There is also another point in which he appears to us worthy of attention, i. e. on the great importance of language as a divine agent for forming our minds. Kant spoke of space and time as necessary forms of human thought. We regard number and causation as equally necessary and unavoidable for all sound minds. But it seems to be forgotten that the tendencies to the formation of language, although not universal in their manner of operation, are universal in the necessity they impose upon all men to cast their thoughts into the mould of the language they customarily speak. Thus those in whose language there is a dual number must necessarily attend more than others to the fact that two agents, and not more, have acted in certain cases. Those in whose language the words are broken up into minute fragments, which never coalesce or suffer crasis (as is the case with the North American Indians), cannot avoid thinking more slowly (both from the length of the words and the stereotyped distinctness of the ideas) than those whose language is more close and compact, like the English; nor can they avoid a more minute analysis of thought. So again, the different masses of ideas which are variously combined into words in different languages, and the different directions of thought which have created the various shades of signification of the same words, must necessarily direct the mind into different channels of thought, in consequence of these relations of words and the ideas they represent in different languages. In nothing is this more evident than in studying philosophical treatises in different languages,—Greek, Latin, French, Italian, English,—especially when we attempt to render from one language into another. No one word or form of expression seems capable of being rendered invariably into a corresponding word or form of expression in another language. The reason is, that every word embraces and leaves out some idea or ideas which the corresponding word in another language omits and comprises. It necessarily follows that, from the laws of association of ideas by means of words, men's thoughts arrange themselves differently. It cannot be otherwise.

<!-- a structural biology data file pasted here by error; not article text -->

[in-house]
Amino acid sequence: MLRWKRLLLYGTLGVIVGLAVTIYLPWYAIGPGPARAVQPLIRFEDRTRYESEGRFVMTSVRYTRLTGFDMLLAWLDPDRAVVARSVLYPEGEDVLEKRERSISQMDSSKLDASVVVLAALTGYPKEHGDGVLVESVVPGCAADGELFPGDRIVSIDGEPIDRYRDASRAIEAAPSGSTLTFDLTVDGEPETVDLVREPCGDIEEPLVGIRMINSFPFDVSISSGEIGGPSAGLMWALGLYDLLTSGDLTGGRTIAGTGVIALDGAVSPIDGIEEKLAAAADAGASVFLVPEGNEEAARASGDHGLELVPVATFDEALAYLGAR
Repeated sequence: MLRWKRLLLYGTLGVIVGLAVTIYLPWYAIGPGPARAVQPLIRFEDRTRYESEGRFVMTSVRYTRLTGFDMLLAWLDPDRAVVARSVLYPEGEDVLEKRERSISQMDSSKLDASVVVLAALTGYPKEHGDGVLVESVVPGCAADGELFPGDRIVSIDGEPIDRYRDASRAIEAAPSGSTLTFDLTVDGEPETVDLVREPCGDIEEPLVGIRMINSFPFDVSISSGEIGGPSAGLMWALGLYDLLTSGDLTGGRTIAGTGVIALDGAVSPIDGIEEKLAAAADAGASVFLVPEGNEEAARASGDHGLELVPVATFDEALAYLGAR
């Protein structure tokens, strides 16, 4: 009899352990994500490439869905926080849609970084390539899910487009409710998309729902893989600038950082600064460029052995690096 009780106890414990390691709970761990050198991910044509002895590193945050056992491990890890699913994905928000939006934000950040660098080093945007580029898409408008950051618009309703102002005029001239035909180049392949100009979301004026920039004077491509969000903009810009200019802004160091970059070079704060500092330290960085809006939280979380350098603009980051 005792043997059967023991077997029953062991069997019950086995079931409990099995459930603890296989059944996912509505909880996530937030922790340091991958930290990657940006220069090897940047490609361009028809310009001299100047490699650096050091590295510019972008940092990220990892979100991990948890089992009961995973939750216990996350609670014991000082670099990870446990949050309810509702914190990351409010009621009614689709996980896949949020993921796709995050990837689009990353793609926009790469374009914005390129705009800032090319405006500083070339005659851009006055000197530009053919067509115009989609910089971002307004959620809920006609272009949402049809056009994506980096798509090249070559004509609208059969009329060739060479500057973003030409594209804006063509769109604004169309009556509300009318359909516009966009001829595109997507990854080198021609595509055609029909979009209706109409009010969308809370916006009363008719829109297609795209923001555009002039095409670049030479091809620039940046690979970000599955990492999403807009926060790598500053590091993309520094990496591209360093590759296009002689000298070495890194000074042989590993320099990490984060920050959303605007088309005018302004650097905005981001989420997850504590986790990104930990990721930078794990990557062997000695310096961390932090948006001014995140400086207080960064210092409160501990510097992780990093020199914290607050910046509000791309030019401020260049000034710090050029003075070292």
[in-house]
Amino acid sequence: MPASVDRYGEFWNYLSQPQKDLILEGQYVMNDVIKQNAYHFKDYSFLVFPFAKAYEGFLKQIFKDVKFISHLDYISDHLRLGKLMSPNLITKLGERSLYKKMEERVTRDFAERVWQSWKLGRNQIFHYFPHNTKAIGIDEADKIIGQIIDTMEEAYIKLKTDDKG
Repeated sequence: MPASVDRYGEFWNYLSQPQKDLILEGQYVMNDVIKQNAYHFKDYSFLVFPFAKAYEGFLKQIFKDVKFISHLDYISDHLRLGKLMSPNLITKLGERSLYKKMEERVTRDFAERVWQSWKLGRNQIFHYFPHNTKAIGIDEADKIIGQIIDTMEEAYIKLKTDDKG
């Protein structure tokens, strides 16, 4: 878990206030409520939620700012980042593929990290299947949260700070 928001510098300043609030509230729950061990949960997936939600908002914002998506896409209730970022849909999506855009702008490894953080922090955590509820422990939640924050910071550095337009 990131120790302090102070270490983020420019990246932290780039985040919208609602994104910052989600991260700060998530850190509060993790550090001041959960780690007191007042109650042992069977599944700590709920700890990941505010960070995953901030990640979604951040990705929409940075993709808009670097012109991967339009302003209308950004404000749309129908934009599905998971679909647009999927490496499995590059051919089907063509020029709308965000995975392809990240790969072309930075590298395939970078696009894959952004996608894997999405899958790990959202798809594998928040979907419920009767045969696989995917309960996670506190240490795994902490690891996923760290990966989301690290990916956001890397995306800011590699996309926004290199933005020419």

One result of this seems unavoidable, viz. that we can never have a universal philosophy of the human mind. Supposing an English or a German writer to have treated even a branch of the subject satisfactorily, when hia book comes to be read by a foreigner, it will awake a series of associated thoughts in bis mind, quite different from the intention of the author, purely in consequence of the different extent of meaning of some single word. And thence conclusions will be drawn, not only beyond the sense of the author, but sometimes quite contrary to it. Then the theory of Condillac, that all our thoughts and feelings are nothing but transformed sensations, is justly suspected by Brown to have arisen from his combining with Locke's views the meaning of the word sentir, which signifies not only to perceive with the sense, but also to perceive with the understanding, or intellect; just as a similar ambiguity in the word aiadrja-K led another writer to assert a similar doctrine. Thus, again, conscience in French, includes not only what in English we express by the same name, but also that which we express by consciousness; and when used in the latter sense will sometimes be supposed to be taken in the former. In short, it is all but impossible for a person to think accurately in two different languages. This appears strikingly in the life of Blanco White, who long felt that he was a stranger in English society, from the two-fold impossibility of accurately apprehending all that was said, and accurately expressing in English his own thoughts. And when by long residence he had surmounted these difficulties, he found a corresponding difficulty in bringing himself again to think and express himself accurately in Spanish.